Greyhound At-a-Glance

Greyhounds are an ancient breed whose history goes back more than 8,000 years. They are the only dog breed mentioned in the Bible!

They originally came from North Africa and the Middle East, where they were bred to hunt foxes, deer, and hares. They are the fastest dog breed in the world, with a top speed of 45 miles per hour, which also makes them one of the top 10 fastest land animals.

Weight (pounds)
Male: 65-70
Female: 60-65
Height (inches)
Male: 28-30
Female: 27-28
Lifespan (years)

Dog Breed Group

Characteristics Ratings

We rate 19 characteristics for each breed, divided into three categories:
Highest Rated – Characteristics for which this breed is rated 4 or 5 stars (on a 5 star scale).
Neutral Rated – Characteristics that rated 3 stars.
Lowest Rated – Characteristics that rated only 1 or 2 stars.

Highest Rated

  • Good Family Dog
  • Kid Friendly
  • Good With Other Dogs
  • Low Shedding
  • Low Drooling
  • Friendly to Strangers
  • Handles Change Easily
  • High Energy Level
  • Tolerates Hot Climate
  • Good General Health
  • High Intelligence

Neutral Rated

  • Likes to Play
  • Protective Nature
  • Easy to Train
  • Low Amount of Barking
  • Suitable for Small Yards/Apartments

Lowest Rated

  • Good for Novice Owners
  • Tolerates Being Left Alone
  • Tolerates Cold Climate

General Overview

Greyhounds are known for their calm, gentle, and friendly personalities. They make excellent family dogs and are fairly good around children.

Their non-aggressive nature means they are tolerant of young children and will usually walk away from rough play and tail-pulling, rather than growling or snapping.

Greyhounds get along well with other dogs, mainly because aggressiveness has been almost completely removed as a result of breeding.

While they form deep bonds with their families, they are not good watchdogs or guard dogs because of their timid and shy nature. They tend to be wary of strangers but quickly become friends if they are treated nicely.

On the other hand, they do have a strong prey drive. As a result, they won’t do well in households with small pets such as rabbits, guinea pigs, hamsters, etc.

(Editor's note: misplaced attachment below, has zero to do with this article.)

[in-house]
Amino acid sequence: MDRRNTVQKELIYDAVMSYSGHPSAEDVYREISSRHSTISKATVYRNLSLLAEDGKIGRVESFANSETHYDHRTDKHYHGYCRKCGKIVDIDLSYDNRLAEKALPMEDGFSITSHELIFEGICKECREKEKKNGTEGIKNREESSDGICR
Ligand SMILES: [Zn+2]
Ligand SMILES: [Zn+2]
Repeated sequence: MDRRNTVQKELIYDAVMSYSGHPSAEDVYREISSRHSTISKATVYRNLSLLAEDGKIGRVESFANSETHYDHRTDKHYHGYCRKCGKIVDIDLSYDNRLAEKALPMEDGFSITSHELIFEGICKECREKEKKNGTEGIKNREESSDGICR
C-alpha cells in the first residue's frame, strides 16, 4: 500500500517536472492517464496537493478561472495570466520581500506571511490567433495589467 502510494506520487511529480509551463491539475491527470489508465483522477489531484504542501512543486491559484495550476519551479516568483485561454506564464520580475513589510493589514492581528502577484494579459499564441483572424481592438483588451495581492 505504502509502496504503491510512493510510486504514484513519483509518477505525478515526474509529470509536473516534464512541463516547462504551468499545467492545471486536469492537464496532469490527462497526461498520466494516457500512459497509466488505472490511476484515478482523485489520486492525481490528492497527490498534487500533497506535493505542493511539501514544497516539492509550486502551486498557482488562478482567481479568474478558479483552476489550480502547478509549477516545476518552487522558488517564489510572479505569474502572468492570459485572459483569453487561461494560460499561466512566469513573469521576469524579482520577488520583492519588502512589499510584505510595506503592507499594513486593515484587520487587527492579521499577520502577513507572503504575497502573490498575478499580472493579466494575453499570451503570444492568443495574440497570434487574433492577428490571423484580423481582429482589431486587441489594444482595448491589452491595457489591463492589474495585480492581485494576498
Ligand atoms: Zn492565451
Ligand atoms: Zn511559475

As to physical characteristics, they have short, smooth coats that are low maintenance and only need weekly brushing to remove loose hair. They do shed, but it’s minimal. They also very seldom drool.

One unique characteristic is they have difficulty sitting down due to their tight muscles. They prefer to either stand or lay on something comfortable. So don’t be too surprised if you never actually see your Greyhound sit!

As you can guess, these are remarkably athletic dogs that need regular exercise to avoid becoming restless and bored. They’ll need as least one hour per day of exercise. They excel in virtually all canine sports and these are good ways to burn off their excess energy.

A large fenced-in yard is ideal to allow them to stretch their legs and run, but the yard must be securely fenced. Otherwise, their inborn prey drive will cause them to take off after any small animal they see.

And at 45 miles per hour, you have no chance of catching them.

And it may seem contrary, but Greyhounds are big couch potatoes when indoors after their exercise. They are quiet and calm and have low energy while indoors.

Greyhounds score high on the intelligence scale. With their calm demeanor and eagerness to please their owners, they are fairly easy to train.

As will all dogs, they need consistent socialization and training early on to become the best pet possible.

One point in regards to training: they will likely have trouble learning the sit command. This is because their unique build makes sitting difficult. Plus, they were bred for running and chasing game, so they have little inclination to sit.

With their thin coats, Greyhounds can get the shivers in cold weather, so they don’t do well in colder climates. They tolerate hot climates very well.

Greyhounds are a very healthy breed overall but still can have some health issues common to larger breeds. Examples are hip and elbow dysplasia, hypothyroidism, and bone cancer.

They are also prone to skin problems, bloat, and certain heart conditions. Also, they should have their eyes checked regularly, as Greyhounds are also prone to cataracts and retinal atrophy. But these are all exceptions and the vast majority of Greyhounds enjoy excellent lifelong health.

Scroll to Top